There are a few things about your current form that you may want to consider.
Use View Mode For Each Product On Form Load.
It seems like every product is in edit mode when the user sees the form for the first time. Too many input elements, especially when repeated is eye-brain overload for many. Consider putting everything in view mode on first load - no input UI elements, just the minimal information you need for the user to uniquely identify each record. On view mode, have buttons or links to view (more details), edit, and delete. Place these three buttons clearly away from the data in the right-most column, and right-align this column.
Add New Product Button. Most forms like this append the new product to the end of the list. I see that this is your intention. You will want to create an Add New Product button clearly away from your list. I recommend putting it below your list, right-aligned. Some like to put the "Add New" button on top of the list, aligned left. This is fine, too, but if you choose this placement, make sure you automatically scroll to the bottom of your form to bring the user to the Add New Product UI.
Add/Edit Mode. This will contain all your input elements. To make this sub-form stand out, ensure that only a maximum of one item is in edit mode at any given time. You may also darken the background color to draw more attention to editing.
In Add/Edit mode, there should be two buttons - Cancel and Save, ideally positioned on the bottom right of the add/edit "sub-form", and right-aligned. Instead of "Save", you can use the word "Create" if it's a new product and "Update" when you're in editing one that already exists.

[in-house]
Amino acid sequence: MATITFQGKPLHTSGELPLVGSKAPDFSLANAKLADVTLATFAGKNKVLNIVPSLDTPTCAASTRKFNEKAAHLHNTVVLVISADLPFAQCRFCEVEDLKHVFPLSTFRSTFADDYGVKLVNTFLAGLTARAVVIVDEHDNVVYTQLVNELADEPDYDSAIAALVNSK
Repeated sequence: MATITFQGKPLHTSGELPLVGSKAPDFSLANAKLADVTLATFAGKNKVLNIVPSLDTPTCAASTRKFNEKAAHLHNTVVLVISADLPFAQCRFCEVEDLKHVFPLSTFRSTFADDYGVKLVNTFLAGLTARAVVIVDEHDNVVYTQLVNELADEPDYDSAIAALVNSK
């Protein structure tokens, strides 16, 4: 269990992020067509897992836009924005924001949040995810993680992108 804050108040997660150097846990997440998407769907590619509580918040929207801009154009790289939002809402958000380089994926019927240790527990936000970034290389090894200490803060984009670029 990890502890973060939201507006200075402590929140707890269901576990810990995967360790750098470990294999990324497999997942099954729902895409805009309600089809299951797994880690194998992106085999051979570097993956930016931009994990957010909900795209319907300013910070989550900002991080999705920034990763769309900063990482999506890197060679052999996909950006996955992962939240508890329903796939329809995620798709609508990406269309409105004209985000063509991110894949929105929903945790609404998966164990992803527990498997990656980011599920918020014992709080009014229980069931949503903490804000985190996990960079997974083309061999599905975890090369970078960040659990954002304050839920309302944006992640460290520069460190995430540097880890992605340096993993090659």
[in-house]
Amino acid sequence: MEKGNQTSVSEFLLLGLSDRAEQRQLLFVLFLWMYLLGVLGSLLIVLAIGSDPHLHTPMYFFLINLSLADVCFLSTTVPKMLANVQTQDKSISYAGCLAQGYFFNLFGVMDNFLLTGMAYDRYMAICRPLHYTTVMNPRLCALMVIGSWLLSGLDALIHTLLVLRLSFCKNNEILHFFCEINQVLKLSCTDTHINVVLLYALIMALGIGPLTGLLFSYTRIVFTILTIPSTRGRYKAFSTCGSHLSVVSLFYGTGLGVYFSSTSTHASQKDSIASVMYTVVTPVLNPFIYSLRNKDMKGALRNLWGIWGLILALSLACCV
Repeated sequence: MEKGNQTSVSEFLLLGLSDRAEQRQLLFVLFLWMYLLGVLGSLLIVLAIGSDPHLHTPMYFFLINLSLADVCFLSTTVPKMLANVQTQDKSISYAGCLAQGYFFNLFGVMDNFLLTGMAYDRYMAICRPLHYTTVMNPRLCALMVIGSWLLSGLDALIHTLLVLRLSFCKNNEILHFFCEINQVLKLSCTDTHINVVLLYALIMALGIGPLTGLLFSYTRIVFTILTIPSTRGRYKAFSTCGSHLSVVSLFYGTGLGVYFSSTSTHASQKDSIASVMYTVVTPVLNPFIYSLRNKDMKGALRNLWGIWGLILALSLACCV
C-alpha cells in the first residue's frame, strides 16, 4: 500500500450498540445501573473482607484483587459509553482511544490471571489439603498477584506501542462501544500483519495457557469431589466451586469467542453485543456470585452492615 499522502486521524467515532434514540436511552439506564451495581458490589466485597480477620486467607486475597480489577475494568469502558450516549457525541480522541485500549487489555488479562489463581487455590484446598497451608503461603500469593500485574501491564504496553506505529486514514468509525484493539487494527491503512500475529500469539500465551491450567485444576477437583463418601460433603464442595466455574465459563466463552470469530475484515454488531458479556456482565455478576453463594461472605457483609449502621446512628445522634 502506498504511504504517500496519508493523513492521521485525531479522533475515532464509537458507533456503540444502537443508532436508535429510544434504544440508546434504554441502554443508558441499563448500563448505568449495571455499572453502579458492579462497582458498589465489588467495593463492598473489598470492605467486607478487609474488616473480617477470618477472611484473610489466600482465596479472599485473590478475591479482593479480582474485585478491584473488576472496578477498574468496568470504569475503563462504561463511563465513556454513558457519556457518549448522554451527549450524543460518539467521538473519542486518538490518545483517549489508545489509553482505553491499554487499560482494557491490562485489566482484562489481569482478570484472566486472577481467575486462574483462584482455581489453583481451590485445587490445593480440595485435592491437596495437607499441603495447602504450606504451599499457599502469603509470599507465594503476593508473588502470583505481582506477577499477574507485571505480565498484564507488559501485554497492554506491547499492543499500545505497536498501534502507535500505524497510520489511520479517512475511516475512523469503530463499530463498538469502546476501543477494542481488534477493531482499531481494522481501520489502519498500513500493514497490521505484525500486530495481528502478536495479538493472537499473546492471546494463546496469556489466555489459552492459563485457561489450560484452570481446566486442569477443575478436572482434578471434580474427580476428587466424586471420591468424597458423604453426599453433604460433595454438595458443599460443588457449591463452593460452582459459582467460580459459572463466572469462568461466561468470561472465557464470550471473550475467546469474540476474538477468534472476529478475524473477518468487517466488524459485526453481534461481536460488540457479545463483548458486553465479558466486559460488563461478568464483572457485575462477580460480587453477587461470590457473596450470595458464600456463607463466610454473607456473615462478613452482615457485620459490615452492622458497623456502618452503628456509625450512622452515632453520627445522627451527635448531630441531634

NEVER require the user to click Create/Update or Cancel to get out of edit mode. If they click on another record's Edit button, automatically cancel the current edit view and put that other product in edit view.
Delete. As mentioned, delete should be in the commands column of products' view mode. When you delete, ALWAYS ask the user for confirmation.
In some cases, each item may have an administrative "switch" or state you'd like to set without having to go inside edit mode. In most cases, this is a true/false deal. Instead of a check box to represent this on/off state, use clickable words or icons that will toggle between states. One click should automatically save the new state to your data store and change the icon/word when you've saved successfully. For these toggles, give them a hover state to hint the user that it is clickable.
There are a few common switches you may want to include on each item's view mode. Ideally, these switches should be your middle columns.
Ready vs. Not Ready. In some cases, you're not sure whether you want users to see the product but you want to save your changes. Saving something doesn't automatically mean it's ready for presentation.
Public vs. Private. This has to do with whether visitors or regular users can view your data if it's in the ready state. Private would mean privileged users within your company can see the product as long as the creator marks it as ready.
Enable/Disable Interaction. An interaction would be a user's action such as comment, rate, like, etc. For each of these, you can set whether a user can do it to your product.